(A) Reaction scheme for mechanochemical conversion of polyladderene 7 to PA-containing block copolymer 12. (B) Photographs of reaction vessel at different sonication times. (C) UV-vis absorption spectra of sonicated 7a solution at different sonication times. (D) Overlaid solid-state 13C NMR spectra of polymers 7a and 12a after 120 min of sonication. (E) Resonance Raman spectra of the sonication products (785-nm laser excitation). (F) TEM images of the nanostructures formed during sonication (scale bar, 200 nm) and proposed sonication-induced self-assembly of the resultant block copolymer.

We applied several spectroscopic and microscopic methods to characterize the structure of mechanochemically generated PA copolymer 12. Cross-polarization magic-angle spinning 13C solid-state nuclear magnetic resonance (NMR) spectroscopy was used to analyze the isolated activated polymer. A carbon resonance at 136 parts per million corresponding to trans-PA was clearly observed (30), along with the signals associated with the residual polyladderene (Fig. 3D). Based on the integrations of sp2 and sp3 carbon signals, the conversion of polyladderene 7a to PA was determined to be ~37% after 120 min of sonication (fig. S3).

Resonant Raman spectra (785-nm excitation) of samples after 20 s and 20 min of sonication exhibited vibrational peaks at 1463 and 1073 cm−1, matching the C=C and C−C stretching peaks for trans-PA, respectively (Fig. 3E) (31). Both the Raman frequency at 1463 cm−1 and visible absorption peak at 636 nm suggested the formation of very long trans-PA with > 100 conjugated C=C bonds, based on the reported correlations (32). Infrared (IR) spectra of the resulting polymer 12 exhibited an intense peak at 1012 cm−1, corresponding to the reported C−H bending of trans-PA, as well as peaks at 2924 and 2851 cm−1 for the C−H stretches of cyclobutane in the remaining unactivated ladderene (fig. S5). No signals corresponding to cis configuration of PA were observed within the detection limit of IR or 13C NMR experiments (figs. S3 and S5). Because each ladderene side chain bears a cis-olefin at the terminus, the absence of cis-olefin signals suggests simultaneous mechanochemical cis-to-trans isomerization during the PA generation. These spectroscopic data collectively confirmed the mechanochemical transformation of polyladderene to trans-PA with remarkably uniform configuration and long conjugation length.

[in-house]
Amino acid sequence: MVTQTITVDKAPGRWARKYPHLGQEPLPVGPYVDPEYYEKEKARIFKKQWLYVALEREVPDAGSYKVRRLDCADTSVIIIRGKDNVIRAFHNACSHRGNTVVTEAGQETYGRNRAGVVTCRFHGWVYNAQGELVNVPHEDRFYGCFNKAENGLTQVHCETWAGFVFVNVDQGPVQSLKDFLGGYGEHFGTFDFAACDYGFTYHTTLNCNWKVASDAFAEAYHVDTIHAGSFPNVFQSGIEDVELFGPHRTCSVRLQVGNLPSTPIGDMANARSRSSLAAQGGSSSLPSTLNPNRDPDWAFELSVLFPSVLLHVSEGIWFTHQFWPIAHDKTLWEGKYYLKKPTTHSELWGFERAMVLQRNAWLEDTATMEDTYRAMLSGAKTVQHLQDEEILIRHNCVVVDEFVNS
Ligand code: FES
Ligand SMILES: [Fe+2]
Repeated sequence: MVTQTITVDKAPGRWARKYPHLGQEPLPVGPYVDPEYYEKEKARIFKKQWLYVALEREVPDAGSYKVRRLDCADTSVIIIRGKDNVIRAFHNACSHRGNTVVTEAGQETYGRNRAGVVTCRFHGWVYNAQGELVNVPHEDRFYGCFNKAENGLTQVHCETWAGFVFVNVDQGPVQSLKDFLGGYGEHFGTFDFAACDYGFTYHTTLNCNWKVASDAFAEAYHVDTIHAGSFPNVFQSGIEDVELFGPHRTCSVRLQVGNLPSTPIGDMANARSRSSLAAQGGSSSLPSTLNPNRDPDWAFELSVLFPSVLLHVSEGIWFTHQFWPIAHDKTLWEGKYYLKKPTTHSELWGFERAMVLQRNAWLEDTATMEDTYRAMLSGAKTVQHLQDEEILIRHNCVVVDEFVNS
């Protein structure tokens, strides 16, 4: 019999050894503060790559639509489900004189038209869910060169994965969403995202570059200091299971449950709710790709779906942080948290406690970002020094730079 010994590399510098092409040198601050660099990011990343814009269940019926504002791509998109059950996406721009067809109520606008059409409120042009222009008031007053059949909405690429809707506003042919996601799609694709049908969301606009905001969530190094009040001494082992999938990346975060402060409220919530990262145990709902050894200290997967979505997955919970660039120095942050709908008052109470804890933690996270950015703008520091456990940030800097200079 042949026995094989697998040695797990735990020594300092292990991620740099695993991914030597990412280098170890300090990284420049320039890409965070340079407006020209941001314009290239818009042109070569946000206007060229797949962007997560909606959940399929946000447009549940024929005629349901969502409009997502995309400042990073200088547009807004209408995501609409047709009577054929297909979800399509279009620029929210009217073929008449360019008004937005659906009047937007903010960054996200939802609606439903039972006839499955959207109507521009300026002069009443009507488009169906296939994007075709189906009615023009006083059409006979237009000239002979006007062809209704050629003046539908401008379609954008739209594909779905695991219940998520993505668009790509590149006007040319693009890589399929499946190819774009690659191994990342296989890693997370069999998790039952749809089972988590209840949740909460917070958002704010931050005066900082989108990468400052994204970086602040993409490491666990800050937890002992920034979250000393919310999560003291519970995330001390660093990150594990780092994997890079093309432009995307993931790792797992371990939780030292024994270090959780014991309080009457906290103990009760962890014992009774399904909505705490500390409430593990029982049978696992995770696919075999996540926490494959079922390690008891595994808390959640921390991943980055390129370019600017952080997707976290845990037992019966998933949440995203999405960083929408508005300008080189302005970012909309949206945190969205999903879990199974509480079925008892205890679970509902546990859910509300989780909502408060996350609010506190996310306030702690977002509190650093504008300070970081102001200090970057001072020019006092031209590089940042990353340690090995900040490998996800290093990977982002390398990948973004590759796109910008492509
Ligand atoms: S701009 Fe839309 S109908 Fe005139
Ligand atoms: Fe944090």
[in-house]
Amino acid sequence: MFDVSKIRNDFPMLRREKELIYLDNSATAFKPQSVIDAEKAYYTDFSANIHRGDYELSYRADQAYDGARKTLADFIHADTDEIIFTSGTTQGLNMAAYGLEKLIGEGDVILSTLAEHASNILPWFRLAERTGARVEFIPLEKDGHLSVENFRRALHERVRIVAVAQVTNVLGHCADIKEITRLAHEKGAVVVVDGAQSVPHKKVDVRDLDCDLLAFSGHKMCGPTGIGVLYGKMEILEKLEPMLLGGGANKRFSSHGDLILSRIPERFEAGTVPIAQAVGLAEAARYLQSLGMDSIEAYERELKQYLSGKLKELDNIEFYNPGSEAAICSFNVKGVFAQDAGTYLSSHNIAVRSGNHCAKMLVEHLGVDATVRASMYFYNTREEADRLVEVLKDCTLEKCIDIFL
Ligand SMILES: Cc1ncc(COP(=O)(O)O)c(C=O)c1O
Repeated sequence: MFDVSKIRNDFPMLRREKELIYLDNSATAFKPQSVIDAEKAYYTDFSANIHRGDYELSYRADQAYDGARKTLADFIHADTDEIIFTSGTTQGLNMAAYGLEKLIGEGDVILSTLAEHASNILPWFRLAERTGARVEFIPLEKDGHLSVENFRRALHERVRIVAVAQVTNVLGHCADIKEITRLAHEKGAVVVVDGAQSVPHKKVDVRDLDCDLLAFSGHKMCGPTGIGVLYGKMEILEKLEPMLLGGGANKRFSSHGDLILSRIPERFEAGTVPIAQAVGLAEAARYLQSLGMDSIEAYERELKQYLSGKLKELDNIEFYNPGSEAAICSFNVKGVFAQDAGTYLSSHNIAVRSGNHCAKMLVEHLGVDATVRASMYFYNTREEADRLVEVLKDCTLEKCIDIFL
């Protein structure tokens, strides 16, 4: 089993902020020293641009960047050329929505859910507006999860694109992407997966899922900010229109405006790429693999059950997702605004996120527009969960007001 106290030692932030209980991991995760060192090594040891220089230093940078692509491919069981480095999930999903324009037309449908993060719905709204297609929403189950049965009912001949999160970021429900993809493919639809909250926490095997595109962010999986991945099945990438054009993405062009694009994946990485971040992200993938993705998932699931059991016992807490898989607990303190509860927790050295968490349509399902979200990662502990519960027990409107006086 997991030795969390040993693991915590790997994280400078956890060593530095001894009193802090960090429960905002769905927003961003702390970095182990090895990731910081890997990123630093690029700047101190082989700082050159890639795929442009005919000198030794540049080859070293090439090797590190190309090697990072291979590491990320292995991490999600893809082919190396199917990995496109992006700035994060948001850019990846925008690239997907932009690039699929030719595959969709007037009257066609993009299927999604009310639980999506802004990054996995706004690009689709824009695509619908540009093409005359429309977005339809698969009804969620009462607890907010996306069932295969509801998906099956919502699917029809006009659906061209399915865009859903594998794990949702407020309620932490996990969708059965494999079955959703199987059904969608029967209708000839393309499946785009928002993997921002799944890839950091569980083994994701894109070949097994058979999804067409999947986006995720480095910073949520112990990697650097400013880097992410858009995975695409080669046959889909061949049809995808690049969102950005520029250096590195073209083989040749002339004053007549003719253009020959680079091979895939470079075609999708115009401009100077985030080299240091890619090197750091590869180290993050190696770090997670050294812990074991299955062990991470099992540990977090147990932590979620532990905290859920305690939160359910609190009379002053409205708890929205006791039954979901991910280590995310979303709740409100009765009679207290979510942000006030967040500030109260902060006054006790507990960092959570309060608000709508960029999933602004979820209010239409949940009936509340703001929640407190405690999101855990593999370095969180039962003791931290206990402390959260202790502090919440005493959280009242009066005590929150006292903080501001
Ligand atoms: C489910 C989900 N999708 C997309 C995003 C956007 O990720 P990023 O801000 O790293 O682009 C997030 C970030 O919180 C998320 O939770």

The force exerted onto a polymer chain via sonication is known to peak near the middle of the chain (33). Thus, we expect mechanochemical unzipping to occur from the middle of the chain where the force is above the activation threshold, resulting in the formation of ABA-type triblock copolymers with insoluble PA in the middle and soluble unactivated polyladderene at the ends (Fig. 3A). PA-containing block copolymers are difficult to synthesize (2628), especially in all-trans configuration. The trans-PA copolymers were expected to self-assemble into unique nanostructures driven by the aggregation of the long PA block and stabilization of the unactivated polyladderene block. Indeed, dynamic light scattering (DLS) of the sonicated solutions showed the formation of micelles with a hydrodynamic radius growing from 115 to 500 nm, as sonication time increased from 20 s to 20 min (fig. S6). Transmission electron microscopy (TEM) of these samples revealed evolution of nanostructures (Fig. 3F) in this time frame from spherical micelles to elongated and interconnected wormlike structures. After 2 hours of sonication, meshes of interconnected nanowires were clearly observed. These nanowires were presumably composed of an aggregated PA core encapsulated by a solubilizing polyladderene corona. To measure the electrical conductivity of these encapsulated PA nanowires, we drop-cast the solution of activated sample onto a microelectrode array to form a film by simple solvent evaporation without doping or annealing or alignment (fig. S7). We measured a conductivity of 2.6 × 10−7 S/cm, which is about two orders of magnitude lower than the reported value for Shirakawa’s surface-grown aligned trans-PA film sample (24). This relatively low conductivity is still a compelling initial result, considering the encapsulation by an insulating corona and the meshed, rather than bulk, nanowire structures. The measured conductivity further supported the formation of an interconnected network of semiconducting PA domains.